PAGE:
Lung Cancer

Lung Cancer Related Articles

Lung Cancer Quick Overview

Lung cancer is a group of diseases characterized by abnormal growths (cancers) that started in the lungs.

Lung cancer is the leading cause of cancer deaths in women and men both in the United States and throughout the world. Lung cancer has surpassed breast cancer as the leading cause of cancer deaths in women for the past 25 years. In the United States, there are more deaths due to lung cancer than the number of deaths from colon and rectal, breast, and prostate cancer combined.

If lung cancer is found at an early stage, at least half of such patients will be alive and free of recurrent cancer five years later. Once lung cancer has metastasized, that is, spread to other distant organs, the five-year overall survival is less than 5%.

Cancer occurs when normal cells undergo a transformation that causes them to grow abnormally and multiply without control and potentially spread to other parts of the body. The cells form a mass or tumor that differs from the surrounding tissues from which it arises. Cancers are also called malignant tumors. Such tumors are dangerous because they take oxygen, nutrients, and space from healthy cells and because they invade and destroy or reduce the ability of normal tissues to function.

Most lung tumors are malignant. This means that they invade and destroy the healthy tissues around them and can spread throughout the body. The lung is a bad place for a cancer to arise because it contains a very rich network of both blood vessels and lymphatic channels through which cancer cells can spread.

  • The tumors can spread to nearby lymph nodes or through the bloodstream to other organs. This process of spread is called metastasis.
  • When lung cancer metastasizes, the tumor in the lung is called the primary tumor, and the tumors in other parts of the body are called secondary or metastatic tumors.

Some tumors in the lung are metastatic from cancers elsewhere in the body. The lungs are a common site for metastasis. If this is the case, the cancer is not considered to be lung cancer. For example, if prostate cancer spreads via the bloodstream to the lungs, it is metastatic prostate cancer (a secondary cancer) in the lung and is not called lung cancer.

Lung cancer comprises a group of different types of tumors. Lung cancers usually are divided into two main groups that account for about 95% of all cases.

  • The division into groups is based on the type of cells that make up the cancer.
  • The two main types of lung cancer are characterized by the cell size and cell type of the tumor when viewed under the microscope. They are called small cell lung cancer (SCLC) and non-small cell lung cancer (NSCLC). NSCLC includes several subtypes of tumors.
  • SCLCs are less common, but they grow more quickly and are more likely to metastasize than NSCLCs. Often, SCLCs have already spread to other parts of the body when the cancer is diagnosed.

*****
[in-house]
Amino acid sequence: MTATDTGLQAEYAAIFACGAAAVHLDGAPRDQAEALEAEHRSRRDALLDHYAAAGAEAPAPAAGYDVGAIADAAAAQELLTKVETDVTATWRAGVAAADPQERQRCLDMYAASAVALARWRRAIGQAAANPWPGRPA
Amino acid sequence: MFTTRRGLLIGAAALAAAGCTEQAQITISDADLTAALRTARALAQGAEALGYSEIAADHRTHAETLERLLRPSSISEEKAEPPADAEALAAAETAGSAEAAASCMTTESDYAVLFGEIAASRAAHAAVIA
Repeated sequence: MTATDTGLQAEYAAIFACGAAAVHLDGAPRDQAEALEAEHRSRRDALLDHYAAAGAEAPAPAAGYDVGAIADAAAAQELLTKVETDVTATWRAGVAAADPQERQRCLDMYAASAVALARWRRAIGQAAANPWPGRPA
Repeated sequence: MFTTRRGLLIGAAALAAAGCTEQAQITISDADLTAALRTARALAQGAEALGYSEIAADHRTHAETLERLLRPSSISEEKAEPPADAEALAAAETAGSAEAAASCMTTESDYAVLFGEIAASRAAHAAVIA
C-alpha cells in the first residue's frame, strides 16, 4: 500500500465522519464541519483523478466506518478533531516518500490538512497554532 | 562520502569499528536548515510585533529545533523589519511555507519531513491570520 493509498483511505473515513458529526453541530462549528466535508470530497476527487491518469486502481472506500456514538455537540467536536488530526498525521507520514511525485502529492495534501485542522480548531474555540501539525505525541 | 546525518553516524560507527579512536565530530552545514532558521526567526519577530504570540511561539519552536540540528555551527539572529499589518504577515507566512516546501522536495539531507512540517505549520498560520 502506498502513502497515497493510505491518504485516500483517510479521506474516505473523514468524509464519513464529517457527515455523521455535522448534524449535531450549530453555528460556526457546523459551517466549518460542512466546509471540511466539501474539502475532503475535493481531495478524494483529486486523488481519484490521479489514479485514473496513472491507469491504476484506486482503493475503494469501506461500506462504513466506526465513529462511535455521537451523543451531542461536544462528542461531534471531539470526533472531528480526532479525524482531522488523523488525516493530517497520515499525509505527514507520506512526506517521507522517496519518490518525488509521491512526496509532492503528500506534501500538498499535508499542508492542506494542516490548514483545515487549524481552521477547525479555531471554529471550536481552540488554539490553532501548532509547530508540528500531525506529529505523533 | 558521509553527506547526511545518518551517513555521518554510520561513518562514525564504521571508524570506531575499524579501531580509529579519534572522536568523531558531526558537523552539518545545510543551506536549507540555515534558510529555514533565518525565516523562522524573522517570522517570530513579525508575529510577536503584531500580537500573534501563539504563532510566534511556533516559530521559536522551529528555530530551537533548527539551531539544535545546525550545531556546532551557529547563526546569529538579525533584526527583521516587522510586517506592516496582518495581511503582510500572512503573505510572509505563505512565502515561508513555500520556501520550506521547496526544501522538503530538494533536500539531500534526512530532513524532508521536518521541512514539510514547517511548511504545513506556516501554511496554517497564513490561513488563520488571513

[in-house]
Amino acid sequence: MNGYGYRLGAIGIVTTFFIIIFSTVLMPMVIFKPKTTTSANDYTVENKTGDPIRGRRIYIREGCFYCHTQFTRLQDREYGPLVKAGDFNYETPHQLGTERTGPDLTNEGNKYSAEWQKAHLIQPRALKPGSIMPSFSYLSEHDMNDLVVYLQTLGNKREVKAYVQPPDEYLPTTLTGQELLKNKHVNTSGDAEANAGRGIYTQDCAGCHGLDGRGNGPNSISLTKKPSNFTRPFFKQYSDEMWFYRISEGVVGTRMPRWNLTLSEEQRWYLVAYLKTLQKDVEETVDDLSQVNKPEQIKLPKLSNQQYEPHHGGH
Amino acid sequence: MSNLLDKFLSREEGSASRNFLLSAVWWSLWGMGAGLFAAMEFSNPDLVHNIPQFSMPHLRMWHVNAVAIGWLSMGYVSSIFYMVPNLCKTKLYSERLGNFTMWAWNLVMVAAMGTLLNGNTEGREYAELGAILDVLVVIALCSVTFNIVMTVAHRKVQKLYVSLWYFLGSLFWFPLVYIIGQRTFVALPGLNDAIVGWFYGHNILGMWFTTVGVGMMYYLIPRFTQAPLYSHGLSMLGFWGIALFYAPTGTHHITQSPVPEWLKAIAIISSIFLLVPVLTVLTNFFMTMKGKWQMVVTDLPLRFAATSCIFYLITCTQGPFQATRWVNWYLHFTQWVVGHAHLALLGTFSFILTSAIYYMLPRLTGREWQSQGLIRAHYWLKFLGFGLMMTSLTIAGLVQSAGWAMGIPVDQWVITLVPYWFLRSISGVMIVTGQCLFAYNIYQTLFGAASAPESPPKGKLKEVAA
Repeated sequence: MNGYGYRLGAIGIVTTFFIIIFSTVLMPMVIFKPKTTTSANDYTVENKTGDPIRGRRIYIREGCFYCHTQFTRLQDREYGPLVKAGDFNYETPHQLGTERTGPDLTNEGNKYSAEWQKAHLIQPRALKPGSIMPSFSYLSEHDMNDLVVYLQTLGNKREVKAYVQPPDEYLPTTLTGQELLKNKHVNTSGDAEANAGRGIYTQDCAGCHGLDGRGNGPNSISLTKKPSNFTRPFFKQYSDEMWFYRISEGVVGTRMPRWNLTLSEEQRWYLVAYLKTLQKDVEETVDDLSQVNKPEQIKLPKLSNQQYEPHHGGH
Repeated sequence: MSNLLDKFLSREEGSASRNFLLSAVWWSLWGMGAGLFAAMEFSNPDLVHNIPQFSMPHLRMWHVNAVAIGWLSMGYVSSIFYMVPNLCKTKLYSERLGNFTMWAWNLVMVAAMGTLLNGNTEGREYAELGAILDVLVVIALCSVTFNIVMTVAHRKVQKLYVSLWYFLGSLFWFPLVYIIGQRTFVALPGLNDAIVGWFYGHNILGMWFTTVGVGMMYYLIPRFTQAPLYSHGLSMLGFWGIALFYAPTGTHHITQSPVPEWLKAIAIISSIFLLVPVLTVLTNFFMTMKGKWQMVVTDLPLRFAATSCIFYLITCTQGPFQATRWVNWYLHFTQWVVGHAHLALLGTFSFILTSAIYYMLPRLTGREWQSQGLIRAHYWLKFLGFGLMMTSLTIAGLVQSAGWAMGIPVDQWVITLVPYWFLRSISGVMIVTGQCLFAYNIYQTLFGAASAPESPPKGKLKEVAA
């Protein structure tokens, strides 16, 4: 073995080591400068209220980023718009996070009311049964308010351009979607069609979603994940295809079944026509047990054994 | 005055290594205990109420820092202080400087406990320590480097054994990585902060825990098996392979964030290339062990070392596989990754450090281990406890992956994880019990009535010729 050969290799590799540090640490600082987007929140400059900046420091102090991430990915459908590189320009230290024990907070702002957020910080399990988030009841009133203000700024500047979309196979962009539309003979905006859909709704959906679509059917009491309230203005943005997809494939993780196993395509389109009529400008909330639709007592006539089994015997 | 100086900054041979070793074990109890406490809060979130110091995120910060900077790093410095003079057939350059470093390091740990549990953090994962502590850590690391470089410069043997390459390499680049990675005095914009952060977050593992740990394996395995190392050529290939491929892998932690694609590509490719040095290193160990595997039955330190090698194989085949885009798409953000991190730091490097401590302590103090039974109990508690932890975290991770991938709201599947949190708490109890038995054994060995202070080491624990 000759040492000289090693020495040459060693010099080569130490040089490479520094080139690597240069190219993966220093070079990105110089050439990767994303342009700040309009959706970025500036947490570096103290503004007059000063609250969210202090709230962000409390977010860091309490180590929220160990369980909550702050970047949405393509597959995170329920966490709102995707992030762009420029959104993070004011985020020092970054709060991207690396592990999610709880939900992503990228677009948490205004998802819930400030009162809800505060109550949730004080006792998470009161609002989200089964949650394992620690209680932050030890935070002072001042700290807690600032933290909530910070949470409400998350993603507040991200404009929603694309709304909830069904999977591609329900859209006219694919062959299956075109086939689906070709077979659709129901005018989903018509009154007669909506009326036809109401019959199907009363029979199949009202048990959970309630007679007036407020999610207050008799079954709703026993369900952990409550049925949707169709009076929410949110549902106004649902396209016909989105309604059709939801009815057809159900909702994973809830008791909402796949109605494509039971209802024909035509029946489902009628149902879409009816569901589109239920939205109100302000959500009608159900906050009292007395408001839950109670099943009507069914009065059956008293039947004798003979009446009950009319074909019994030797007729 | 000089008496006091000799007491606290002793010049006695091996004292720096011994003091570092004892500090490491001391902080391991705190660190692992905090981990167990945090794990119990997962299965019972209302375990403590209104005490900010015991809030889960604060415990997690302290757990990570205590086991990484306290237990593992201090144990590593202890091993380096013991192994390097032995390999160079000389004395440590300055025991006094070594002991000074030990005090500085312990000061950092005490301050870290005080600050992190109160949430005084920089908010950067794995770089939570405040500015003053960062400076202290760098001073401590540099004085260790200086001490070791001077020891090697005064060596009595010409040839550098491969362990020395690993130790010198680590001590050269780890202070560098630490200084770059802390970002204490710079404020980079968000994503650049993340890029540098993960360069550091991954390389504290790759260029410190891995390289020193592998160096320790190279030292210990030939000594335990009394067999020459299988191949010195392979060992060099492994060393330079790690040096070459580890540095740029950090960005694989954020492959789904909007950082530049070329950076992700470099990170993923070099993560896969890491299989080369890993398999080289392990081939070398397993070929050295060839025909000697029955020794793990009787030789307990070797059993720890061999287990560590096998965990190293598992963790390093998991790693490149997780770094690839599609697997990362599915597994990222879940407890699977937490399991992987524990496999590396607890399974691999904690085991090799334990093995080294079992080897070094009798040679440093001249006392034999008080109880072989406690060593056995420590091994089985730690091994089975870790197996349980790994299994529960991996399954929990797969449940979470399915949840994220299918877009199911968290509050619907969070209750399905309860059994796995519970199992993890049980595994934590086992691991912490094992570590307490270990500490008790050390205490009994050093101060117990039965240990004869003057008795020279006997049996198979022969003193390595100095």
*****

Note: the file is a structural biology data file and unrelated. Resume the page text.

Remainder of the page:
• About 5% of lung cancers are of rare cell types, including carcinoid tumor, lymphoma, and others.

The specific types of primary lung cancers are as follows:

  • Adenocarcinoma (an NSCLC) is the most common type of lung cancer, making up 30% to 40% of all cases. A subtype of adenocarcinoma is called bronchoalveolar cell carcinoma, which creates a pneumonia-like appearance on chest X-rays.
  • Squamous cell carcinoma (an NSCLC) is the second most common type of lung cancer, making up about 30% of all cases.
  • Large cell cancer (another NSCLC) makes up 10% of all cases.
  • SCLC makes up 20% of all cases.
  • Carcinoid tumors account for 1% of all cases.

Lung Cancer Causes

Cigarette smoking is the most important cause of lung cancer. Research as far back as the 1950s clearly established this relationship.

  • Cigarette smoke contains more than 4,000 chemicals, many of which have been identified as causing cancer.
  • A person who smokes more than one pack of cigarettes per day has a 20-25 times greater risk of developing lung cancer than someone who has never smoked.
  • Once a person quits smoking, his or her risk for lung cancer gradually decreases. About 15 years after quitting, the risk for lung cancer decreases to the level of someone who never smoked.
  • Cigar and pipe smoking increases the risk of lung cancer but not as much as smoking cigarettes.

About 90% of lung cancers arise due to tobacco use. The risk of developing lung cancer is related to the following factors:

  • The number of cigarettes smoked
  • The age at which a person started smoking
  • How long a person has smoked (or had smoked before quitting)

Other causes of lung cancer, including causes of lung cancer in nonsmokers, include the following:

  • Passive smoking, or secondhand smoke, presents another risk for lung cancer. An estimated 3,000 lung cancer deaths occur each year in the U.S. that are attributable to passive smoking.
  • Air pollution from motor vehicles, factories, and other sources probably increase the risk for lung cancer, and many experts believe that prolonged exposure to polluted air is similar to prolonged exposure to passive smoking in terms of risk for developing lung cancer.
  • Asbestos exposure increases the risk of lung cancer nine times. A combination of asbestos exposure and cigarette smoking raises the risk to as much as 50 times. Another cancer known as mesothelioma (a type of cancer of the inner lining of the chest cavity and the outer lining of the lung called the pleura, or of the lining of the abdominal cavity called the peritoneum) is also strongly associated with exposure to asbestos.
  • Lung diseases, such as tuberculosis (TB) and chronic obstructive pulmonary disease (COPD), also create a risk for lung cancer. A person with COPD has a four to six times greater risk of lung cancer even when the effect of cigarette smoking is excluded.
  • Radon exposure poses another risk.
    • Radon is a byproduct of naturally occurring radium, which is a product of uranium.
    • Radon is present in indoor and outdoor air.